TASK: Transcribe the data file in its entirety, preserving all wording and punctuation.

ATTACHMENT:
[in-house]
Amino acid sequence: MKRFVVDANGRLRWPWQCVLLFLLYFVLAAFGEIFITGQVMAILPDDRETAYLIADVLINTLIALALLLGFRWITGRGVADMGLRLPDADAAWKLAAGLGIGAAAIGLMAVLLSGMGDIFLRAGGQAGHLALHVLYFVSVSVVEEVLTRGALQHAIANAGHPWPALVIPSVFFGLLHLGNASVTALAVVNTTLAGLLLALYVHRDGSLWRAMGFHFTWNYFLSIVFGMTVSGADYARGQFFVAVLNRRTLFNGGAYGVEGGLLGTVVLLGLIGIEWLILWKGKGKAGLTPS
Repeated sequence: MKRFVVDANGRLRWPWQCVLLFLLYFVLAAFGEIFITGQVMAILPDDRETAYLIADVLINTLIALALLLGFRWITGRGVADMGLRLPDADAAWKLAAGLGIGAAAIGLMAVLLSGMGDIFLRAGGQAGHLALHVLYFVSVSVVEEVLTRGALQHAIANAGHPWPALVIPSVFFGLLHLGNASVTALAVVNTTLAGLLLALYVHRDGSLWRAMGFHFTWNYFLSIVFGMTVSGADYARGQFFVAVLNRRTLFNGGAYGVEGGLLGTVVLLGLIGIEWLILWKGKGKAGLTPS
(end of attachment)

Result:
[in-house]
Amino acid sequence: MKRFVVDANGRLRWPWQCVLLFLLYFVLAAFGEIFITGQVMAILPDDRETAYLIADVLINTLIALALLLGFRWITGRGVADMGLRLPDADAAWKLAAGLGIGAAAIGLMAVLLSGMGDIFLRAGGQAGHLALHVLYFVSVSVVEEVLTRGALQHAIANAGHPWPALVIPSVFFGLLHLGNASVTALAVVNTTLAGLLLALYVHRDGSLWRAMGFHFTWNYFLSIVFGMTVSGADYARGQFFVAVLNRRTLFNGGAYGVEGGLLGTVVLLGLIGIEWLILWKGKGKAGLTPS
Repeated sequence: MKRFVVDANGRLRWPWQCVLLFLLYFVLAAFGEIFITGQVMAILPDDRETAYLIADVLINTLIALALLLGFRWITGRGVADMGLRLPDADAAWKLAAGLGIGAAAIGLMAVLLSGMGDIFLRAGGQAGHLALHVLYFVSVSVVEEVLTRGALQHAIANAGHPWPALVIPSVFFGLLHLGNASVTALAVVNTTLAGLLLALYVHRDGSLWRAMGFHFTWNYFLSIVFGMTVSGADYARGQFFVAVLNRRTLFNGGAYGVEGGLLGTVVLLGLIGIEWLILWKGKGKAGLTPS